Who loves ya, baby?

The risks of narcissistic cinema.

FIRST PERSON CINEMA: CELEBRATING PERSONAL DOCUMENTARY

Northwest Film Forum, Little Theatre, 619 19th E., 329-2629 Sept. 6-30

"I" is both the most ready and the most troublesome tool on any artist's workbench. Using yourself as material is risky, especially for a filmmaker, when the searing camera lens reveals intimate moments. "Don't ever make personal documentaries," warns Ross McElwee, who made the digressive, autobiographical film Sherman's March. "It will ruin your life." But the real danger is self-indulgence; focusing on Number One too often leads to a big pile of Number Two.

Unless you go to a lot of film festivals, you're not likely to see the current explosion in documentary films, a surge that's due in part to the mentoring of established documentarians like McElwee, Robb Moss, and Ed Pincus. The opening week of this series offers a glimpse of what's going on—as well as some cautionary examples for filmmakers eager to make "personal" movies.

Harvard filmmakers Justin Rice and Randy Bell let their admiration of Bob Dylan get the best of them in Look Back, Don't Look Back, questing to New York to find and interview Dylan to recreate D.A. Pennebaker's groundbreaking 1965 work of cinema verit鮠Watching their hapless optimism get slowly crushed is fun, and their willingness to laugh at themselves is endearing, but their objective seems frivolous. I don't think I'd return their calls, either.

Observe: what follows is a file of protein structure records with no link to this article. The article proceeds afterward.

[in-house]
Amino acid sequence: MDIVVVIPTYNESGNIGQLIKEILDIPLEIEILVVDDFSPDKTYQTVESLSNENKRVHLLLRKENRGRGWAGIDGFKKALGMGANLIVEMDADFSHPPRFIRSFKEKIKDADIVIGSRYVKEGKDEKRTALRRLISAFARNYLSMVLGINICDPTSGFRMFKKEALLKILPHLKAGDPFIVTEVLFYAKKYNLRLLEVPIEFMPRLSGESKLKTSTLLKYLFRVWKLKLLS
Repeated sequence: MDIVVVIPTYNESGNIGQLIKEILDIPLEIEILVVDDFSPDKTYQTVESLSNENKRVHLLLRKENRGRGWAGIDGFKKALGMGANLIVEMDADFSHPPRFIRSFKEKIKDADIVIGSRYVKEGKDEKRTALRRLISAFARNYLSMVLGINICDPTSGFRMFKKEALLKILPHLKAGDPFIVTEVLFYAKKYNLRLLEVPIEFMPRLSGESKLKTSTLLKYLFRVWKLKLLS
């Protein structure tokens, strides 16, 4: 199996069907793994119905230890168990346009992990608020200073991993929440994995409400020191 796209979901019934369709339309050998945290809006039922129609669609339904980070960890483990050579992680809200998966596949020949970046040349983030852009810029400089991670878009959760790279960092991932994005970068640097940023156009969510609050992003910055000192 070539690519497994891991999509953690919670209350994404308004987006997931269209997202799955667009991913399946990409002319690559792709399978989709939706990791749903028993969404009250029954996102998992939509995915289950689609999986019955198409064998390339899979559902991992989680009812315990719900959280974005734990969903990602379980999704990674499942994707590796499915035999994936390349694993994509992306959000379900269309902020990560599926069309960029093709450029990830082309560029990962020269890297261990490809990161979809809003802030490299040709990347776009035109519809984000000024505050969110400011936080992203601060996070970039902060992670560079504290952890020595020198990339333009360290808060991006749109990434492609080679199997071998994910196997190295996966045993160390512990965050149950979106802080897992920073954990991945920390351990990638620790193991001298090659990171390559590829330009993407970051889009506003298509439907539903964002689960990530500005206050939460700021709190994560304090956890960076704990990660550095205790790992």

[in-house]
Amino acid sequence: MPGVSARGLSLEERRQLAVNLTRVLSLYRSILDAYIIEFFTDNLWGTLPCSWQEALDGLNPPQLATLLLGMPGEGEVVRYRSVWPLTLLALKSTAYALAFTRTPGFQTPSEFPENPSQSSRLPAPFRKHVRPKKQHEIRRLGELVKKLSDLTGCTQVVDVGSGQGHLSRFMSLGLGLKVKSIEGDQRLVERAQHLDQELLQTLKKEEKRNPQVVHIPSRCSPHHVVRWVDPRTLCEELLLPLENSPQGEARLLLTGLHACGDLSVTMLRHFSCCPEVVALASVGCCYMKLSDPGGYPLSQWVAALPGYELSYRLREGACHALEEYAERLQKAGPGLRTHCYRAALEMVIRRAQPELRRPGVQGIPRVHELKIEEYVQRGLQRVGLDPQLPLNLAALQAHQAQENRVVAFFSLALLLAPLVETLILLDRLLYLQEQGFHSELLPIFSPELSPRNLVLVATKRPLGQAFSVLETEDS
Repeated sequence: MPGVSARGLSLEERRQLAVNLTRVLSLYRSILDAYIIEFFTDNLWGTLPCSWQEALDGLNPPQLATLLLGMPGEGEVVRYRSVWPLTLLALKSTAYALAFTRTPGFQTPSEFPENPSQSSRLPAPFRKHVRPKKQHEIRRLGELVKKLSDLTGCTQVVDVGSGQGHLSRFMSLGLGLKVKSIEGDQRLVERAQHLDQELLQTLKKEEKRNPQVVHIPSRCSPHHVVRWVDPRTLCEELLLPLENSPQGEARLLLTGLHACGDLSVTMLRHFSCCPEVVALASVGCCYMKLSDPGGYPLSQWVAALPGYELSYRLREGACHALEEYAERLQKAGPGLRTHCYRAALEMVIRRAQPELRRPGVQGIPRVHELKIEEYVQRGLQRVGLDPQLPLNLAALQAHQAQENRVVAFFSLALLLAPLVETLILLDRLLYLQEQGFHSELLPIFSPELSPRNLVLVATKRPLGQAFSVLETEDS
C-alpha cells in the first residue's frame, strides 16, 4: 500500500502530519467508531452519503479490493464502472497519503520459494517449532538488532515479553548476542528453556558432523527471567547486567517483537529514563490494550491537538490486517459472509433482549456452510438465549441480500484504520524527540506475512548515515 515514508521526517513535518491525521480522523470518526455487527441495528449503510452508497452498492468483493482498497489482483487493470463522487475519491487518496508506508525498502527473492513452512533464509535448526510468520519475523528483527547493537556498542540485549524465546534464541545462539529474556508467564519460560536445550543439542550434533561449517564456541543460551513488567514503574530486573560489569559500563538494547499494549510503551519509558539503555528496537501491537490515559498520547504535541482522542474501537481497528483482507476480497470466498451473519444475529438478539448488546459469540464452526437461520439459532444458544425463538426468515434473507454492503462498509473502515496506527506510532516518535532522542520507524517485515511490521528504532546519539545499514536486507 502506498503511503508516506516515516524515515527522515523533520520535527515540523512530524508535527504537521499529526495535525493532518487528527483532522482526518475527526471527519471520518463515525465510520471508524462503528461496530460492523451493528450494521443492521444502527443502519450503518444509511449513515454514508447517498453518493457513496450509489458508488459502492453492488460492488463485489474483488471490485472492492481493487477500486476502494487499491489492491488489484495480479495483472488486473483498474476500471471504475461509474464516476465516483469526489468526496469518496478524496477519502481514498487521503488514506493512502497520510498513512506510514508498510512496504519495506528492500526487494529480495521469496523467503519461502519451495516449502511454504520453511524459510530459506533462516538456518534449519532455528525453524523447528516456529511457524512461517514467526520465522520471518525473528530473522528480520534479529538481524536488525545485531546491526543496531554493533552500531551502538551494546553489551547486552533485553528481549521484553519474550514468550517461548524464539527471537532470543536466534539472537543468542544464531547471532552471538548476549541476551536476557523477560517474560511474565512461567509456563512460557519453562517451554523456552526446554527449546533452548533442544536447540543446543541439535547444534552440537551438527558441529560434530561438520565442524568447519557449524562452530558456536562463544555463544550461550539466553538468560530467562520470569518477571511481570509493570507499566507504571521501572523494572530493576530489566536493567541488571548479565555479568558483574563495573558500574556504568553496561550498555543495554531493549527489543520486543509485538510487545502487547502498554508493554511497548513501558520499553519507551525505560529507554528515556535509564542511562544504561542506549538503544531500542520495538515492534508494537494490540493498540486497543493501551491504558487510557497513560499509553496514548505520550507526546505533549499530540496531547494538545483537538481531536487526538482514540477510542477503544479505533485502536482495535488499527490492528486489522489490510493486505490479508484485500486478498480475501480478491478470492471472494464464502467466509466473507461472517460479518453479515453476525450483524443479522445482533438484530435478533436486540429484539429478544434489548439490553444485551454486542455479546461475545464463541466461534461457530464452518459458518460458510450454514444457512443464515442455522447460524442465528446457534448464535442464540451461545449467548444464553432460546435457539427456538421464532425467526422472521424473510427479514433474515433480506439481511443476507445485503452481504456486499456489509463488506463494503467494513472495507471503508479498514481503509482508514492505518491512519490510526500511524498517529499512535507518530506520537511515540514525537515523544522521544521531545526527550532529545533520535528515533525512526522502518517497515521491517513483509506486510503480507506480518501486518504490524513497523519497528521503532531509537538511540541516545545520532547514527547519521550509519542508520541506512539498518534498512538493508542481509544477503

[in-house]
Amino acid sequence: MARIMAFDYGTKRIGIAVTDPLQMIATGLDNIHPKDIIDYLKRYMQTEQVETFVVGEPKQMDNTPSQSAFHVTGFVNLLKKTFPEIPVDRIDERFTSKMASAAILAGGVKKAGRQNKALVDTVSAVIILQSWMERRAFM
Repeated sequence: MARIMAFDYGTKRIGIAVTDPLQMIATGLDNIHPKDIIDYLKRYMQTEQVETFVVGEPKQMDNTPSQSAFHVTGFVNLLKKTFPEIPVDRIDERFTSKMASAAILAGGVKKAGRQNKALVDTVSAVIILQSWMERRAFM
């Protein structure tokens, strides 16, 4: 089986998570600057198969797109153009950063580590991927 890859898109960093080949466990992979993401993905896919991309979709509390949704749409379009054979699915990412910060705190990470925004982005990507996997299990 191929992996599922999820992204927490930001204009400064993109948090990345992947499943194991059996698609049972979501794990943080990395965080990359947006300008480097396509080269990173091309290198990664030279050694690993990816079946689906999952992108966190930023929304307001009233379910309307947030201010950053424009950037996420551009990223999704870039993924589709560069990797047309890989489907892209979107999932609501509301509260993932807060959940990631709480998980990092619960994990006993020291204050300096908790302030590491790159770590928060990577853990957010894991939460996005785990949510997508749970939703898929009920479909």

In Portland, Greta Snider cleverly uses disjointed images to represent the differing memories of a disastrous adventure. But is Snider's friends' tale of their defeated pursuit of a week of binge drinking worthy of our attention?

The pitfalls of first-person are best shown by Mitch McCabe's Playing the Part. The earnest Harvard student reveals everything on film—her mother's iron will, her boob-job-doctor father showing off his handiwork, herself in her mother's dresses, frank conversations with her girlfriend—while she continues to masquerade as a debutante, wanting but unable to tell her parents she's a lesbian. You might empathize with her tortured anxiety. Or you may just tire of her whining.

By contrast, Family Secret, Pola Rapaport's documentary on her discovery of a brother in Romania, is a far more seasoned and self-aware work from a mature woman. While the film is deeply personal, Rapaport is wise enough to keep the mystery of her father's past at the center of her story, and retains our interest. Unlike the more youthful filmmakers, Rapaport understands the danger of that personal pronoun. There is, after all, a difference between having a story to tell and having one worth watching.

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